Teacher's Guide to Forensics Grades 3-6

Description: You won’t see a living rex or a mastodon hanging around in your backyard (we hope!). So how do paleontologists know about extinct ? Solve some of the mysteries of ancient and behaviors yourself. Use evidence to make inferences about ancient animals by examining , artifacts, and museum specimens. Includes a guided experience in Hall.

Outcomes: Students will be able to recognize the purpose of adaptations and make predictions about the function of various parts based on morphology. Students will understand the significance that fossils hold within natural history. Students will be able to conduct a scientific investigation and come to logical conclusions through the use of models and observations. Students will be able to make connections between the of ancient animals and the anatomy of modern-day animals.

Connection to the Academy: was first studied in the in through a joint effort between the Academy of Natural Sciences and the American Philosophical Society. Since its founding, the Academy has worked with many famous paleontologists such as Dr. , , and recently Dr. , co-discoverer of roseae . The Academy is also home to the fossil collection of President Thomas Jefferson, the first dinosaur fossils collected in North America, and a fossil specimen collected by Lewis and Clark. Today, the Academy is home to over 22,000 specimens, with active research uncovering more every day.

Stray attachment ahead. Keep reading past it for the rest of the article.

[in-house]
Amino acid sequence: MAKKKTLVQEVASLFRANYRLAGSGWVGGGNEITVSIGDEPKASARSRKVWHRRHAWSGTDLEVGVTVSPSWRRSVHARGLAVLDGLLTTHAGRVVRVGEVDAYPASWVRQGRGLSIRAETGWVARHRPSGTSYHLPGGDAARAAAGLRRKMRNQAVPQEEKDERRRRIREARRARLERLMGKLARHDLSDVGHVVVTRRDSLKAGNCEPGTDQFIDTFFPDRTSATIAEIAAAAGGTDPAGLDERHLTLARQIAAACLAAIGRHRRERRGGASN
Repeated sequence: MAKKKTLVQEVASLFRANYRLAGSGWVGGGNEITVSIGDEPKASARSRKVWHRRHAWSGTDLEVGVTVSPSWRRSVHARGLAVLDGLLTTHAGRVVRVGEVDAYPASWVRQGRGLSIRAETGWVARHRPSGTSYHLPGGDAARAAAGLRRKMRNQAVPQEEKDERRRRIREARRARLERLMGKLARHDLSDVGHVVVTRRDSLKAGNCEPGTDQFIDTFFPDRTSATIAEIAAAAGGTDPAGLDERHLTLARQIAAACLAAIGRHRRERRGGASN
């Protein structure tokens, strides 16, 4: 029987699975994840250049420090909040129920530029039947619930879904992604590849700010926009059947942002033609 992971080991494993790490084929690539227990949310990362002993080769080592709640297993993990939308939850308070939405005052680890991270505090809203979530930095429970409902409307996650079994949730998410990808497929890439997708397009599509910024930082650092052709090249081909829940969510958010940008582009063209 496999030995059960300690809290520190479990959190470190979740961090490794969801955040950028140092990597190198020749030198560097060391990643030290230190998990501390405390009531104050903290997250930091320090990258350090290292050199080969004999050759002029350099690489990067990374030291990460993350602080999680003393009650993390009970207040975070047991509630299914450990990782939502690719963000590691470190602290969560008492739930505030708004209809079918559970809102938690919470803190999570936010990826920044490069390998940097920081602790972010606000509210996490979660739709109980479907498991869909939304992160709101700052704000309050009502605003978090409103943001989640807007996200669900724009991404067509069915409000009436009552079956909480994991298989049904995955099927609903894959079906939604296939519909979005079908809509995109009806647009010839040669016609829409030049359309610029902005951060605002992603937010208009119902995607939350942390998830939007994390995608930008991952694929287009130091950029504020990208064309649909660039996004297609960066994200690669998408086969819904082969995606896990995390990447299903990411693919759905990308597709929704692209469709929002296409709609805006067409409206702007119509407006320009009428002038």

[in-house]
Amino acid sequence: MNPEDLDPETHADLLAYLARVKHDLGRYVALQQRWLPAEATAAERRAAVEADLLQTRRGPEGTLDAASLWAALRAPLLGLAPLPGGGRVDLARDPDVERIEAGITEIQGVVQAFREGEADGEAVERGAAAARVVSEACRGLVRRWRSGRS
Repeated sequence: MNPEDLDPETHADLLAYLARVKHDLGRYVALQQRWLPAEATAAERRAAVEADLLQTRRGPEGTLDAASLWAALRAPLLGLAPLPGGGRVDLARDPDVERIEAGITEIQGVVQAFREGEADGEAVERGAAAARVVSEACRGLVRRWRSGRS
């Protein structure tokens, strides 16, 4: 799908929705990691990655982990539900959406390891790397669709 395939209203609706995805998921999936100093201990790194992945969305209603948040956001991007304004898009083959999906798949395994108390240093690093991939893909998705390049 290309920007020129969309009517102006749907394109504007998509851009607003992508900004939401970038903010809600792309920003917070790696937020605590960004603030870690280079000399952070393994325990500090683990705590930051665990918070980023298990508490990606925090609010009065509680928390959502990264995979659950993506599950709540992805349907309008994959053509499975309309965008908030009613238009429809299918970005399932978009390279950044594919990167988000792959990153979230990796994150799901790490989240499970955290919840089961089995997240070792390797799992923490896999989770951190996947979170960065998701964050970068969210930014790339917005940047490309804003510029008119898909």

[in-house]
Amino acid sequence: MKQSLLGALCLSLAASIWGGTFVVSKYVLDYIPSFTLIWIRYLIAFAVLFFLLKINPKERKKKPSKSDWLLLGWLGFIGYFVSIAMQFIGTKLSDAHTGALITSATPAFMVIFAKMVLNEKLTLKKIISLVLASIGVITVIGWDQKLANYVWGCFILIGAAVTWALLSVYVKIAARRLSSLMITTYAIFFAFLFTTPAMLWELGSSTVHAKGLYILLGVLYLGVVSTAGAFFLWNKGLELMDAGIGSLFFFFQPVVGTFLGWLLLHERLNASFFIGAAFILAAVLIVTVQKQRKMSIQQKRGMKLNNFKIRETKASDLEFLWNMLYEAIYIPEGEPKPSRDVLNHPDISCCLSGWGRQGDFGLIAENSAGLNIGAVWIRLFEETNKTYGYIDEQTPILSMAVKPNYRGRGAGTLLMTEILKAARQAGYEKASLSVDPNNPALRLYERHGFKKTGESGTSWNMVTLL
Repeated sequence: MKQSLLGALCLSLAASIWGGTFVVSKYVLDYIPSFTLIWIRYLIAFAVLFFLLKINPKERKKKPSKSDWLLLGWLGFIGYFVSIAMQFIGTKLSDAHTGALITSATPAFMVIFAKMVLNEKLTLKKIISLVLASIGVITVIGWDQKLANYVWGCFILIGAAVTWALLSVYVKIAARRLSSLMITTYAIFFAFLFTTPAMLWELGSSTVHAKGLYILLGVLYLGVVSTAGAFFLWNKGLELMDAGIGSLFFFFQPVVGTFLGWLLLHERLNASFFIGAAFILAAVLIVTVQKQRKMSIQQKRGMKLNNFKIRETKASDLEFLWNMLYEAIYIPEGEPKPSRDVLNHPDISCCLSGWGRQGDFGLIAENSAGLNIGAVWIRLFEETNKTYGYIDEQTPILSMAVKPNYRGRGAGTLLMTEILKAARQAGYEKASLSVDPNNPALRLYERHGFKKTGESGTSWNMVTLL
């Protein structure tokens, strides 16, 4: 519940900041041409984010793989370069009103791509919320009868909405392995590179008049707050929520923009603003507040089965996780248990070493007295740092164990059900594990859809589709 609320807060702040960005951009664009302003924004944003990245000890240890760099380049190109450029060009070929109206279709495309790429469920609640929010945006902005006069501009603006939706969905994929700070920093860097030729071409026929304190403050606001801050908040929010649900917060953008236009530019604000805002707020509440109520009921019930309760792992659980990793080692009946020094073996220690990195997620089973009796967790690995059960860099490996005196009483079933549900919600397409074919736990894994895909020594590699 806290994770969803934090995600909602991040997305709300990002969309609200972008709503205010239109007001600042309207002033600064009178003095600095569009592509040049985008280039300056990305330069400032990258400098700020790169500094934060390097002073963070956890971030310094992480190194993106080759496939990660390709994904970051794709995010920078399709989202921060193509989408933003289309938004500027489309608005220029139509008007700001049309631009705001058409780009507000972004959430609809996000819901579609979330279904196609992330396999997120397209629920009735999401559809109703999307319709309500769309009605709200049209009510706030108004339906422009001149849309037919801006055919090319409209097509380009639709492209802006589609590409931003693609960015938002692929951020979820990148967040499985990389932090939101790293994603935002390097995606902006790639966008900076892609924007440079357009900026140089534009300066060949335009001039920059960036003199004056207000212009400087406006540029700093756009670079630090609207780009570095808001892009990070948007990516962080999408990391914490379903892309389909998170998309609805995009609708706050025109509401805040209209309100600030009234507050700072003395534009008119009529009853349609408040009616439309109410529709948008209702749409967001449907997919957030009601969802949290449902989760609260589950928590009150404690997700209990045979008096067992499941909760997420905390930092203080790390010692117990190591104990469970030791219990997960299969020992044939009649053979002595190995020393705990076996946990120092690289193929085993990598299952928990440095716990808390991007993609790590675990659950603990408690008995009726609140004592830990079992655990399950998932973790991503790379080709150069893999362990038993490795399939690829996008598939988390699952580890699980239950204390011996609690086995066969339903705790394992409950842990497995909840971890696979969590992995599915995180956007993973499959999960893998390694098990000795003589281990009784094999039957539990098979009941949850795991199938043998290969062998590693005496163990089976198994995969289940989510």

Suggested Activities Before Your Visit

• The Beloved - Have you ever thought you were right about something until you gained more information? How did the new information change your thoughts? Have students read the attached article, “The Beloved Brontosaurus ,” and look at the accompanying infographic. What surprised you about the article? Why does scientific knowledge change so frequently? Why has the status of Brontosaurus changed so many times? o Extension- Ask students to research different methods and technologies that paleontologists use when studying ancient . How have the methods changed over time? What techniques are the same? What Vocabulary new technologies might paleontologists use? Students should write summaries of what they learned and share them with the Paleontology . Fossil • Prehistoric Adaptations - What makes animals better adapted for one environment than another? Provide your students with example animals Dinosaur from a cold environment, a hot environment, a forested environment, and Extinct Body Fossil The Academy of Natural Sciences of Drexel University 2016